Faculty members at New College of Florida have taken the unusual step of censuring the school’s board of trustees for “disregarding their fiduciary duties,” according to a letter sent to college leaders Monday.
About 80% of the faculty voted in favor of a motion listing 13 complaints against the board, which was revamped on Jan. 6 when Gov. Ron DeSantis appointed six new trustees to change the direction of the small, liberal arts college.
Since then, “we’ve just experienced one thing after another that illustrates that the board members are not fulfilling their fiduciary duties,” said Liz Leininger, a faculty member who raised the motion on behalf of a colleague.
The Sarasota school said in a statement that many of the complaints were false. It said “resistance to change” is a common reaction to transitions. And it predicted the concerns would subside “once the faculty see how all of the changes we are making at New College are moving us in a direction of improvement and future stability for our campus.”
Leininger said faculty leaders chose a censure instead of a vote of no confidence because they are hoping the board will correct specific behaviors.
The motion states in part that trustee Matthew Spalding, a dean at Hillsdale College in Michigan, communicated with former Education Commissioner Richard Corcoran outside of public meetings to pave the way for Corcoran becoming New College’s interim president in February.
It states that trustee Christopher Rufo, an activist who has designed several conservative education policies, “refuses to cooperate with public records ... requests related to his work” at the school.
It also says Rufo, trustee Mark Bauerlein and Eddie Speir have not to their knowledge “disclosed financial conflicts of interests related to school partnerships, other governing boards, or income from subscriptions to their writings or test products.” Speir was initially appointed to the board by DeSantis, but recently failed to win approval from the Florida Senate.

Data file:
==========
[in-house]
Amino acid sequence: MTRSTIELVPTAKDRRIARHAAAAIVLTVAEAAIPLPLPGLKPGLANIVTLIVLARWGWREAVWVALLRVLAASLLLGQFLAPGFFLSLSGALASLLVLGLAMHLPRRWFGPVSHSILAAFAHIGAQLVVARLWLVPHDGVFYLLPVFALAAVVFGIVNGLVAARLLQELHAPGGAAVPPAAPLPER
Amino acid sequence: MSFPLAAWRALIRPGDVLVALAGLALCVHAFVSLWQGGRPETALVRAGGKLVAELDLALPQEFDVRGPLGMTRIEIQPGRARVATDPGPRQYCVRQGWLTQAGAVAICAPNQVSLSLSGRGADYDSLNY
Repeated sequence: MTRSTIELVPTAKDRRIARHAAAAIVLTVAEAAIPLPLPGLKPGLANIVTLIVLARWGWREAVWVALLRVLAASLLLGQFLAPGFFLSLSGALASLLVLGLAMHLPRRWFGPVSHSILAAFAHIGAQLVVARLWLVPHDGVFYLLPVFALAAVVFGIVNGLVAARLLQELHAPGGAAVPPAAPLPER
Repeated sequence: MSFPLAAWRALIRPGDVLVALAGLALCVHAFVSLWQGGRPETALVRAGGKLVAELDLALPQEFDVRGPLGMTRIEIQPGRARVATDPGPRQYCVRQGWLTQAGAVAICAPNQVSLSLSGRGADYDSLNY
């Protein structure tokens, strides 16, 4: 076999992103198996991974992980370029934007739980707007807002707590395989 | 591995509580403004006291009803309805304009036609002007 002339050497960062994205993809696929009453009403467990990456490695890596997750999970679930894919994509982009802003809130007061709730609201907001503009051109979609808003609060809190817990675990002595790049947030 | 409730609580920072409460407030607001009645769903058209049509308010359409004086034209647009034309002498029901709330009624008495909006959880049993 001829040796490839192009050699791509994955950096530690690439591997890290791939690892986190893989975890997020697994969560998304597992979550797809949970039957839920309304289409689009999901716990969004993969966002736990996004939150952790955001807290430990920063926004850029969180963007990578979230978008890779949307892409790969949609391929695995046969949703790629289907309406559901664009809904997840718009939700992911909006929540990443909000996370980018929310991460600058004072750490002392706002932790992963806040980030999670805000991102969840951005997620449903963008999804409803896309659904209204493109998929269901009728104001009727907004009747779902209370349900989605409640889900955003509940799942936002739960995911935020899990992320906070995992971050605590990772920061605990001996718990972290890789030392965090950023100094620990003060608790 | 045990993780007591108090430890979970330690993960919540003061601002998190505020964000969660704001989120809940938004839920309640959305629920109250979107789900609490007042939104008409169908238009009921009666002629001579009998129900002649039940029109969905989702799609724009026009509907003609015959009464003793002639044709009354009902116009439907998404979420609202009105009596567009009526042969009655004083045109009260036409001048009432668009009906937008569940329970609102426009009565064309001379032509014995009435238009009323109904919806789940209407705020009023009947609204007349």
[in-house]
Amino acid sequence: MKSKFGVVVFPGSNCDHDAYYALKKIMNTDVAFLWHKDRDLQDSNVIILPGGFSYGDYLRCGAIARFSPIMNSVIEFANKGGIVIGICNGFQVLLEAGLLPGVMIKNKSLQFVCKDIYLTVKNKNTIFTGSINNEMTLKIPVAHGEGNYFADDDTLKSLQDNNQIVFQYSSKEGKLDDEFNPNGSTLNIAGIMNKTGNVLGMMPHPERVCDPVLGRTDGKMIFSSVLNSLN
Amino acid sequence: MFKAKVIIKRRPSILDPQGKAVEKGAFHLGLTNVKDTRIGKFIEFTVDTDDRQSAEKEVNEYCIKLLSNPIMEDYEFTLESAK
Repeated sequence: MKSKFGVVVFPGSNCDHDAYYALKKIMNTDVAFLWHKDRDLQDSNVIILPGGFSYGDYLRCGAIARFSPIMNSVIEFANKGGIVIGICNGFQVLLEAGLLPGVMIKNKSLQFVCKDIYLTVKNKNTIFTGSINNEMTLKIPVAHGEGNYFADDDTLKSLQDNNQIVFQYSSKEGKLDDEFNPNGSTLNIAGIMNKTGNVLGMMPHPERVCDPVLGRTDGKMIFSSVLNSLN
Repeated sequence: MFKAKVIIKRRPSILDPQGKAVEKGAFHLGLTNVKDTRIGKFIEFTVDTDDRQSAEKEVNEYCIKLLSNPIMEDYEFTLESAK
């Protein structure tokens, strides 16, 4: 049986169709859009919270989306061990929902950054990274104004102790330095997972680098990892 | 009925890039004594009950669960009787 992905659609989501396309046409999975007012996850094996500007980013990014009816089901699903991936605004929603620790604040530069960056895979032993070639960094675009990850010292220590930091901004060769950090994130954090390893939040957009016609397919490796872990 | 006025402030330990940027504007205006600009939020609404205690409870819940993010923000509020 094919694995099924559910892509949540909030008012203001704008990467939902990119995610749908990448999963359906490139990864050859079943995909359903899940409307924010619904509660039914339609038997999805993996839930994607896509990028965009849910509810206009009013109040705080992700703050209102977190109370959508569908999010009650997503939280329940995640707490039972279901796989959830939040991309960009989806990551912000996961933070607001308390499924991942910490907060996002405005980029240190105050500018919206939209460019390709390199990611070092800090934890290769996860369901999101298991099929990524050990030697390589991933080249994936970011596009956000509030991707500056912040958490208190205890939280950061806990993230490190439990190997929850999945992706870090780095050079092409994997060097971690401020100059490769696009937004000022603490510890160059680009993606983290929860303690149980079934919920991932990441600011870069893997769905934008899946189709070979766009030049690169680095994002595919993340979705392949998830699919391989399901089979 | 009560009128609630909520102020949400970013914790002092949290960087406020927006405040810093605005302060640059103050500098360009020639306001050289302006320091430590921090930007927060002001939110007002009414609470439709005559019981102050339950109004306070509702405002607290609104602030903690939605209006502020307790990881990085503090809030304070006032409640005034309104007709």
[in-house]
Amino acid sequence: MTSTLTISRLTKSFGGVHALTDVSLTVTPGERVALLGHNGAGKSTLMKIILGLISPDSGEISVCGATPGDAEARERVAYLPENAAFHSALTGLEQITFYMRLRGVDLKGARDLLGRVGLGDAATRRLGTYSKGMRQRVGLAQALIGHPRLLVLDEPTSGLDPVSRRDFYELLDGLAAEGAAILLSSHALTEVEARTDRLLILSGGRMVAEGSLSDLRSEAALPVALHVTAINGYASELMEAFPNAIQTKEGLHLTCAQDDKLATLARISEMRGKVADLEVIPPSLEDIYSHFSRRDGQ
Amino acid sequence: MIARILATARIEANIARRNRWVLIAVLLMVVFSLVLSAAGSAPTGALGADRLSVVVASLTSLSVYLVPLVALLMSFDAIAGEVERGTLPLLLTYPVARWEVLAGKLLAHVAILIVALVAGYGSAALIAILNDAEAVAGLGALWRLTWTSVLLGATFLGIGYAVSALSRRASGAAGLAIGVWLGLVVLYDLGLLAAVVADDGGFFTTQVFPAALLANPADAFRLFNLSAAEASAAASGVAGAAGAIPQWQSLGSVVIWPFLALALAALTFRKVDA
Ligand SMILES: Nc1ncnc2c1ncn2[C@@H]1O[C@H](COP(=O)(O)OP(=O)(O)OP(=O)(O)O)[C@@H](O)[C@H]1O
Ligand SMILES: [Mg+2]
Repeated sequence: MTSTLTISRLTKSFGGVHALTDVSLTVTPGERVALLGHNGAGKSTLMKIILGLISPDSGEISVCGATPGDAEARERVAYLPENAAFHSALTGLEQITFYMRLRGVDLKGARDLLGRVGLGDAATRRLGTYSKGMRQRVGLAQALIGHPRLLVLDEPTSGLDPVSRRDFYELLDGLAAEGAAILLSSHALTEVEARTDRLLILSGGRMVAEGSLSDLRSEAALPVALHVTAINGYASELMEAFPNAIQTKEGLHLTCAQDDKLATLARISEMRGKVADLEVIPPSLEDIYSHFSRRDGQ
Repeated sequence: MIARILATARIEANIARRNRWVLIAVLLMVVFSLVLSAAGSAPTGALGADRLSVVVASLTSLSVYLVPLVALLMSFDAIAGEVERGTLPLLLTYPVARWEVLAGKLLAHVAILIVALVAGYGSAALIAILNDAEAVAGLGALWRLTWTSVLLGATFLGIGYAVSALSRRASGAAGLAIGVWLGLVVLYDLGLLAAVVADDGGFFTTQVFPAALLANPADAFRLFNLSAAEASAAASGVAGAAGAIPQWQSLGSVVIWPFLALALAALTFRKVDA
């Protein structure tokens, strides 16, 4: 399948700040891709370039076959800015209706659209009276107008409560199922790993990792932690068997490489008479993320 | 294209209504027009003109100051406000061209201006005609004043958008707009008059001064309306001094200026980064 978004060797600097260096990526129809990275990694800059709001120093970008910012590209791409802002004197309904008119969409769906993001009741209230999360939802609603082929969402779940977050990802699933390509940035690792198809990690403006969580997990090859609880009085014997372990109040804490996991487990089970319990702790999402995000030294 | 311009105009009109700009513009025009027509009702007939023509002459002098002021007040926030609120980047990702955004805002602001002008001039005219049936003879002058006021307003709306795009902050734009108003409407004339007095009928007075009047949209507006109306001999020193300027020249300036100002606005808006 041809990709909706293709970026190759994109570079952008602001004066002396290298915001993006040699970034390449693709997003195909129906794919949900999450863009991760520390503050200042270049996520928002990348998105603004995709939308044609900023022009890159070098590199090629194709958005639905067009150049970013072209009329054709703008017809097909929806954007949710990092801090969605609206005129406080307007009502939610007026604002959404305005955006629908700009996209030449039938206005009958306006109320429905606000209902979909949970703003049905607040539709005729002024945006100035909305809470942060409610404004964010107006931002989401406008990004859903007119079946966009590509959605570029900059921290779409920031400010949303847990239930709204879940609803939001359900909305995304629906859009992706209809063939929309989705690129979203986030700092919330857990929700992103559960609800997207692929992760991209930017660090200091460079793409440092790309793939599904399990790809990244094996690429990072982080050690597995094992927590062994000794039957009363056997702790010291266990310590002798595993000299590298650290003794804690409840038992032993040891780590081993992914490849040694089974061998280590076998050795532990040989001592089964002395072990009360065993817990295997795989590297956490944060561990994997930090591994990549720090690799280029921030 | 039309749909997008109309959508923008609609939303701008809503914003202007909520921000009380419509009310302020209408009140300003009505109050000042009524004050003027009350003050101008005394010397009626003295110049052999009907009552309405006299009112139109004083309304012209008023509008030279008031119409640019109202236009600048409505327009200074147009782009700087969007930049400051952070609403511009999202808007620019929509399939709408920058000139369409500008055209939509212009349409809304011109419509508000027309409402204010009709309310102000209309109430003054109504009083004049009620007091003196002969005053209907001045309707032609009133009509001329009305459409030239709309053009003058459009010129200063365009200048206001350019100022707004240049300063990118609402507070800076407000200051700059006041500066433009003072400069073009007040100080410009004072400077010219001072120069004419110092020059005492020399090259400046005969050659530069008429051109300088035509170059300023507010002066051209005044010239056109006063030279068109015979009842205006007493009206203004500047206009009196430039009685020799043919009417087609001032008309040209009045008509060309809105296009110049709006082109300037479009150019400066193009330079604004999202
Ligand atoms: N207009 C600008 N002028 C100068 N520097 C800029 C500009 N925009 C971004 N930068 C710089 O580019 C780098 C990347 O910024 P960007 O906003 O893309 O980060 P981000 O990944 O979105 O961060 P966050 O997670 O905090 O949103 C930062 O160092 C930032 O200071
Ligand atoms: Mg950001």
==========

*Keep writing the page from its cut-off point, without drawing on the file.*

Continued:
The censure motion further states that, when a board majority voted to deny five faculty members tenure, they did so without explanation “or evidence of having read the tenure files or understanding tenure processes at the college, as is their duty.”
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It also says Rufo and Speir “regularly make disparaging and unprofessional” comments about New College faculty, students and staff on social media, and their writings diminish the college’s standing.
Leininger said some faculty spoke against the motion during debate, saying they feared the trustees would retaliate. New College faculty union president Steve Shipman said in a statement that the group was prepared to defend its members if that happened.
Such an action would be an unfair labor practice, Shipman said.
“Regardless of what happens,” he said, “the union will defend our members’ rights as we work to preserve the best features of New College — academic freedom, student-directed learning, and the collaborative pursuit of knowledge by both students and faculty.”
On Twitter last week, Leininger and Alan Levine, a member of the Florida Board of Governors, debated what happens if a trustee does not act in the best interests of a university.
Levine said the board could not remove a trustee unless it was part of an ethics investigation. But Leininger said New College’s bylaws state that the governor can remove a trustee if the Board of Governors recommends it.
In an interview, Levine said he encouraged faculty to report any behaviors they felt were violations to the ethics commission, but that nothing he had seen so far rose to that level.
“I understand the change is difficult,” Levine said. “The faculty are entitled to their opinion. And I would never be somebody that would criticize them. If this was how they feel, then they have a right to express that. But, as the Board of Governors, we have an opinion, too, and the Legislature has an opinion. And our opinions are not irrelevant.”
The opinion of state officials, he said, is that change was urgently needed at New College, which has seen lagging enrollment.
“It may be a rough process,” Levine said. “But we believe, at least from where I sit, I’ve never taken an action on this board as a member of the Board of Governors to harm an institution. ... It’s to enhance the student experience and to enhance their potential when they graduate.”
Leininger said the censure is a reflection of the uncertainty that faculty members have felt over the past few months.
She said they are grateful for the state’s $15 million allotment to recruit new faculty and students, and for the almost $50 million in total funds that will go to the school.
“But unfortunately that’s coming at the expense of our own careers and our own livelihoods,” Leininger said. “So we’re worried about which of us faculty or staff members will be let go without explanation. We’re worried about our students feeling safe on campus.”
Divya Kumar covers higher education for the Tampa Bay Times, in partnership with Open Campus.